Most of us use Twitter to a) self-promote, b) find out what Kim Kardashian is up to, or c) freak out over the news. But for social scientists, a 24/7 global stream of constantly updated status messages is a rich vein for research — as Michael Macy and Scott Golder of Cornell University learned when they combed through more than 500 million tweets as part of a study that is being published in the Sept. 29 Science.
Macy and Golder searched those half a billion tweets — published by users from 84 countries between February 2008 and January 2010 — for roughly 1,000 words associated with both positive and negative emotions. The researchers also looked for emoticons.
What they discovered is that Twitter can serve as a kind of global mood ring, reflecting the rise and fall of emotions around the world. On Twitter, the researchers discovered, emotions tend to run positively in the morning, peaking around breakfast time before falling and bottoming out in the late afternoon, then rebounding again in the evening. That pattern held up across cultures and countries.
Interestingly, the same mood cycle recurs on the weekends, except pushed back a couple of hours since people tend to sleep and wake up later, which seems to indicate that it’s not simply the annoyance of being at work — and the pleasure of being off the clock — that drives those cycles, as Golder told the New York Times:
This is a significant finding because one explanation out there for the pattern was just that people hate going to work. But if that were the case, the pattern should be different on the weekends, and it’s not. That suggests that something more fundamental is driving this — that it’s due to biological or circadian factors.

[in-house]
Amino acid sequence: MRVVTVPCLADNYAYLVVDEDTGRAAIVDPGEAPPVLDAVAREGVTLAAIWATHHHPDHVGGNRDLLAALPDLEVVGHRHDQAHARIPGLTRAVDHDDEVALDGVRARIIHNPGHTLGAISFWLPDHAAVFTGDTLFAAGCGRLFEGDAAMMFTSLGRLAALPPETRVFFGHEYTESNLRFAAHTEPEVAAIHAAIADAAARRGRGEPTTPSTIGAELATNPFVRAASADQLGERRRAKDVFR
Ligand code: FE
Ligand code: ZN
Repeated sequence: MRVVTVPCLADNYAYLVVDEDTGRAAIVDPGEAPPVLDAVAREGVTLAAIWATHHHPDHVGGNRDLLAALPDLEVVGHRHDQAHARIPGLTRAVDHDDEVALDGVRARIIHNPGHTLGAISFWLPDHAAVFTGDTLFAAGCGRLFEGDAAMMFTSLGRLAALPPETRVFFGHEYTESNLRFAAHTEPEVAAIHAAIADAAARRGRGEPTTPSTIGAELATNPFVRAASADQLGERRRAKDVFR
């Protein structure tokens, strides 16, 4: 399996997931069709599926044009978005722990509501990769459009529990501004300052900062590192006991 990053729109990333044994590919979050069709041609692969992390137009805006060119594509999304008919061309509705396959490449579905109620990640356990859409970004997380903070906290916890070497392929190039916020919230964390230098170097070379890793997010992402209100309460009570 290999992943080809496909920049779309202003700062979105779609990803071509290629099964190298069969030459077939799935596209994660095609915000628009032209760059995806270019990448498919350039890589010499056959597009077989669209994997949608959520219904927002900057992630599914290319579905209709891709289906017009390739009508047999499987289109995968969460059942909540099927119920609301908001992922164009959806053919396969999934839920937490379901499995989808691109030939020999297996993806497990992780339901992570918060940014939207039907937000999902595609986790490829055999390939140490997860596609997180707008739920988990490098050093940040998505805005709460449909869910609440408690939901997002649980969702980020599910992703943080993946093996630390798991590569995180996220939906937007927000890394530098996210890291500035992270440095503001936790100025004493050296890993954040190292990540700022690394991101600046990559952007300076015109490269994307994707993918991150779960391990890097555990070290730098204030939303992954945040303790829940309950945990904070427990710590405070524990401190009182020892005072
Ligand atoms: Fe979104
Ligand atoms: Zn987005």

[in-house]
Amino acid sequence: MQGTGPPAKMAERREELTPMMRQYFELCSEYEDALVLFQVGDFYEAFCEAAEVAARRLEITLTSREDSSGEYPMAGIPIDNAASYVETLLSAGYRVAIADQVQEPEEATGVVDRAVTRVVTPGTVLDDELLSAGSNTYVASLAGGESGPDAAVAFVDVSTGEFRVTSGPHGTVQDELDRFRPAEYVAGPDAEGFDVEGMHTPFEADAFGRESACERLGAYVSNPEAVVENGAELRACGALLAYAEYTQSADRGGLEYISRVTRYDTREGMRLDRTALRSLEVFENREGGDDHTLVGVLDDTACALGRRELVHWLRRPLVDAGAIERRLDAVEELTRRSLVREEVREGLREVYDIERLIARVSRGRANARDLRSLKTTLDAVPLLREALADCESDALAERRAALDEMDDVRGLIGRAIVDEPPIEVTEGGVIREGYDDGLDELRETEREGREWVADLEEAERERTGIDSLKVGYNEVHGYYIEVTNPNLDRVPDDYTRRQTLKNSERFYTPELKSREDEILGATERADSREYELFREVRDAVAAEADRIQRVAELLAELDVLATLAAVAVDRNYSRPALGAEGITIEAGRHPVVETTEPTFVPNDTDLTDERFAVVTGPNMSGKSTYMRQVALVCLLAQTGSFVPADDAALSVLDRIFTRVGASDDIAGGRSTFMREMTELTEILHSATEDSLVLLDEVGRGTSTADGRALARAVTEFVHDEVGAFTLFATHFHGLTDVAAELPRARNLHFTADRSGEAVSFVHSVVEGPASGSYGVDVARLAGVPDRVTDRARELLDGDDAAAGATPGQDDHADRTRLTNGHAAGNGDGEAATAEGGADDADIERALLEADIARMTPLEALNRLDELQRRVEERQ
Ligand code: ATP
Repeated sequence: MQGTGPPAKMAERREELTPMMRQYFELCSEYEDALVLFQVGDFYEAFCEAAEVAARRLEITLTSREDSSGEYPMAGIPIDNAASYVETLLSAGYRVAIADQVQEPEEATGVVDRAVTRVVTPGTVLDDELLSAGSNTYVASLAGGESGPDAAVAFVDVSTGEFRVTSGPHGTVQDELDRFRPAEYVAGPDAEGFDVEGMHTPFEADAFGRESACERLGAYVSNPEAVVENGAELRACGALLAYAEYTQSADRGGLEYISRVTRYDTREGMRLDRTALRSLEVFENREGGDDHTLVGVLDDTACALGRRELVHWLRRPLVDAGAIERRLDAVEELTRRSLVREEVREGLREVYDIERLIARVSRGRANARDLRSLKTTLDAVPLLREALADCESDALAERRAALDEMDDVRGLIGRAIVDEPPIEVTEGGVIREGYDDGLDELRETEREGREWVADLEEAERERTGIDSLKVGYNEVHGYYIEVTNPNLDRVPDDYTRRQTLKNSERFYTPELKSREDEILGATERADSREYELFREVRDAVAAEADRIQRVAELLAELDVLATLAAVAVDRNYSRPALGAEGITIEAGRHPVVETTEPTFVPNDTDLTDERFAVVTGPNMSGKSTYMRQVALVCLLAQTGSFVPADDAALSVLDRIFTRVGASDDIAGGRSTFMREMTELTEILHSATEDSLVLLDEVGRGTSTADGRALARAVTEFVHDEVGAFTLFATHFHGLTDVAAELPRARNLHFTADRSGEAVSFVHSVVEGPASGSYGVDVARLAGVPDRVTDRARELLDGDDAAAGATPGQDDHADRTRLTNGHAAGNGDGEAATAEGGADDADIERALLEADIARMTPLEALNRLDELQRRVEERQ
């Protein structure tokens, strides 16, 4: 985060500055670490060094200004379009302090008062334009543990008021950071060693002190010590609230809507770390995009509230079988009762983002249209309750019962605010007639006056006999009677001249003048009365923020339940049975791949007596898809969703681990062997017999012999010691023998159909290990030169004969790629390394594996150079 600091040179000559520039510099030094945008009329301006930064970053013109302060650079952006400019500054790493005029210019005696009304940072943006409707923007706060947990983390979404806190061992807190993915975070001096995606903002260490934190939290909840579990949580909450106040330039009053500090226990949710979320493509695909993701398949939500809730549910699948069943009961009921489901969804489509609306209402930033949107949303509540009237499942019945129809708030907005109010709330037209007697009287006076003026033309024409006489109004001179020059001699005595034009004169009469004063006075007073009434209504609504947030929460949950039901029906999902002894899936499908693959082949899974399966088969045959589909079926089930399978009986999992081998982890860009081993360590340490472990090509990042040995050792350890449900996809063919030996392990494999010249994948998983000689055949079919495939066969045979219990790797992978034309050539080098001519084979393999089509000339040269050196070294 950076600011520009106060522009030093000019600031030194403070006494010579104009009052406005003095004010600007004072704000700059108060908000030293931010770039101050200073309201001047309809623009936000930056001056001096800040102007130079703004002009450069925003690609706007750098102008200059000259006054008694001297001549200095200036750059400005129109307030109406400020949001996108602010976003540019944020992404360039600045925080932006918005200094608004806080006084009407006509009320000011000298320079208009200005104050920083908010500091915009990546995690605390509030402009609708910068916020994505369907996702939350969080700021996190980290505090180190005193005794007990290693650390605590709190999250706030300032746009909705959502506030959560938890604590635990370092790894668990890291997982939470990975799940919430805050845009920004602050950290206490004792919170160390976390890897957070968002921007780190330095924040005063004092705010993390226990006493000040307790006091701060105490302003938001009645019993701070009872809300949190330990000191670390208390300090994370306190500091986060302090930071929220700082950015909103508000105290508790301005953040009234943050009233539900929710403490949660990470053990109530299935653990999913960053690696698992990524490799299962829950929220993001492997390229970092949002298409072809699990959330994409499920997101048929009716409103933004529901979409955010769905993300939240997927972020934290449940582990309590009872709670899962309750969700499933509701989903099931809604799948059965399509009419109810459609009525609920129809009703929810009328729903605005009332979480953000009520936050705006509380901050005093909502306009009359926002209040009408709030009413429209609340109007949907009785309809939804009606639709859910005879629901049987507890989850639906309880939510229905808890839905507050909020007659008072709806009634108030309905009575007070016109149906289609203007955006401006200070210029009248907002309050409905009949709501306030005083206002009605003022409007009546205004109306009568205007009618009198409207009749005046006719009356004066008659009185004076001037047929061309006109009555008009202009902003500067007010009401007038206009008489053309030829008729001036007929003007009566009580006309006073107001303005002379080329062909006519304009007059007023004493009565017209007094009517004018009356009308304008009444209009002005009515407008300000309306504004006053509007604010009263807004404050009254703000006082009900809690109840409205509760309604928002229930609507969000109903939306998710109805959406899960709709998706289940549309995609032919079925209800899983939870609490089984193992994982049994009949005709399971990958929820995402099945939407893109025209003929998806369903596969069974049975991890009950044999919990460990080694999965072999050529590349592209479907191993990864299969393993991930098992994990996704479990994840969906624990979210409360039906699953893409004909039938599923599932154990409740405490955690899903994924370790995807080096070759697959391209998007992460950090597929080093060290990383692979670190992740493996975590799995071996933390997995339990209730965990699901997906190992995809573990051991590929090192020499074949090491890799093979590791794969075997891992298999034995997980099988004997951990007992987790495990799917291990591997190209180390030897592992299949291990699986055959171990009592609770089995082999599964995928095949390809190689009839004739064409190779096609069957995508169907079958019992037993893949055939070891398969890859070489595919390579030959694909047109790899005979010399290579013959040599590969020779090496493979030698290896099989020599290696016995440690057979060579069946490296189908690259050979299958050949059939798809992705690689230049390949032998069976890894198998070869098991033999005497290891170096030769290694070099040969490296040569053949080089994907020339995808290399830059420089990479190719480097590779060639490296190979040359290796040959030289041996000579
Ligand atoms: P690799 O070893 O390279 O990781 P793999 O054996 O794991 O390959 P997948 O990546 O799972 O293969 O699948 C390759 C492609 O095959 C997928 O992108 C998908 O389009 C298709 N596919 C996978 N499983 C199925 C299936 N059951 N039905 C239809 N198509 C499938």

Of course, work probably does play a role in driving our mood. Global emotions tended to hit an overall low on Monday afternoons before steadily rising and peaking on the weekends — although you could have learned that by listening to Rebecca Black. The study found that seasons did not seem to overly influence the mood — no evidence of any uptick of negative emotions during the winter months. Positive emotions did trend upward around the spring equinox and fell with the approach of the fall equinox in late September, suggesting that people were dismayed at the thought of the approaching shorter days.
Admittedly, it’s not exactly earth-shattering that people around the world are just working for the weekend. But the sheer wealth of data produced by Twitter — and by other popular social media formats — allows researchers to examine the dynamics of large human groups in far more ambitious ways. Another group of sociologists at the University of Vermont mapped how the world via Twitter, responds to major news events, with negative emotions increased in the wake of the March earthquake and tsunami in Japan.
Of course, Twitter is an imperfect representation of how actual human beings actually feel. The software used by researchers struggles with sarcasm, which does sort of feature prominently in social media. (Maybe they can take a lesson from @Humblebrag.) And while preening social media dons may pretend otherwise, not everyone is connected, which means you’re getting a (relatively well to-do, young and tech-savvy) slice of the whole human pie. But every day that slice gets a little bigger, so expect more sociological social media research to come.